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Psychologist Guy Winch knows how to fix a broken heart
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The first week after my breakup, I listened to psychologist Guy Winch’s Ted Talk over and over. Then I read his book on the same topic, How to Fix a Broken Heart. (You can read more of my thoughts on it here.) He writes about society’s tendency to dismiss emotional pain in adults, specifically the deep pain of heartbreak and pet loss. Winch says, “Surviving heartbreak isn’t a journey, it’s a fight.” Read our conversation on the importance of self-compassion, healthy distractions, and resisting the urge to scroll through those old photos.
We need to talk
Jillian Anthony: You write about how heartbreak is a serious emotional injury, and yet it’s ignored by our coworkers and our friends expect us to get over it really quickly. I found that interesting because almost every single one of us has been through heartbreak, so we all know how it feels. So why is that people tend to treat it like it’s not very important?
Guy Winch: It’s not just heartbreak—we tend to minimize emotional pain in most of its forms. And when it comes to heartbreak it’s something we really associate with the young: teenagers, first love, Romeo and Juliet. We tend to have this very unfortunate misconception that as you get older, we become more resilient to things like heartbreak. That flies in the face of everything we know. In the book I actually address heartbreak and pet loss. They are experiences that elicit grief reactions that are, for some people, extraordinarily substantial. And yet they’re not sanctioned by society. There is no one I know who will go into work and say, “I need the day off because my cat died.” And yet the New England Journal of Medicine reported a woman last year who showed up in the ER with heart attack syndrome, which mimics an actual heart attack, that was brought on by the grief of losing her dog. So we know physiologically, psychologically, experientially that these can be extreme forms of grief and loss, and yet societally it’s not something we take seriously.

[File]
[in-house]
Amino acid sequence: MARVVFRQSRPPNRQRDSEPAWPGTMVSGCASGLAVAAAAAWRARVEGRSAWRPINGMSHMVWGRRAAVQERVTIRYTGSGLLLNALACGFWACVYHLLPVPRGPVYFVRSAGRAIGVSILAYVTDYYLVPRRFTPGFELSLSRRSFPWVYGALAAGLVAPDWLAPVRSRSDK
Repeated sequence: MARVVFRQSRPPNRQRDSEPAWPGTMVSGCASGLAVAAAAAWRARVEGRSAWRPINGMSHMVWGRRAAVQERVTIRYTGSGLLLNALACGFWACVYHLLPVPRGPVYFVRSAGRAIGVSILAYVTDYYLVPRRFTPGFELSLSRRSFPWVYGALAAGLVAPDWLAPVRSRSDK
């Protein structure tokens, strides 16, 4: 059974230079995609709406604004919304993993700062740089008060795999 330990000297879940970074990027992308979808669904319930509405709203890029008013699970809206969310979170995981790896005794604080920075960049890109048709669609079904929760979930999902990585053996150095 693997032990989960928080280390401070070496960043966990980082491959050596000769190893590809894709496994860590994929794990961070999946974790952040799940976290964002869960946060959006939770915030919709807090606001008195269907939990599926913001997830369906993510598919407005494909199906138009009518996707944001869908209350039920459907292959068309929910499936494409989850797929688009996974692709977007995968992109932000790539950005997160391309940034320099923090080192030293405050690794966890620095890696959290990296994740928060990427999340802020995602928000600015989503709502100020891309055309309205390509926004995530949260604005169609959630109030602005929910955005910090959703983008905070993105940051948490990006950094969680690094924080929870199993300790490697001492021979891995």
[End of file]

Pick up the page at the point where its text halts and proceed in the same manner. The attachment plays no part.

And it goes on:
So basically we expect each other to age out of heartbreak?
It’s not that we age out of heartbreak, it’s that we age out of emotional pain. It’s like, once you’re an adult, whatever the thing is that’s causing you emotional distress, just get over it.
I feel like I have treated myself that way during this [breakup]. This was a very important person to me, but I have also had probably six breakups in my life. I’ve been through this so many times it’s almost laughable that it feels this painful still. Why is it that they never seem to get easier?
If you broke your arm six times, would you expect the sixth time to be any less painful than the first time?
Right, and that’s the thing. It’s a loss, it’s an emotional wound, there’s absolutely no reason the experience of it might be less painful. What you might hope to gain is a certain amount of wisdom or coping mechanisms so that you will be able to not make mistakes that people tend to make, and hopefully accelerate the recovery.
You talk a lot about why our minds sometimes work against us when we’re trying to recover from this kind of pain.
When we touch a hot stove when we’re kids, our mind’s job is to prevent us from touching the hot stove again. And it will do that by constantly reminding us of how painful that was, so that we don’t forget that stoves are hot and dangerous. So when it comes to heartbreak, your mind’s goal is to keep the memories as fresh as possible so you don’t make the mistakes again. Your goal is to reduce the presence of that person in your thoughts as much as possible so that you can move on. You’re literally at opposing ends of what’s going on. So you have to know when to override what your thoughts are telling you, when to ignore the brilliant idea of “Wait! But his cousin was getting married. I wonder if she showed up in the dress we once spoke about two months ago. Let’s go on Instagram and stalk everyone.”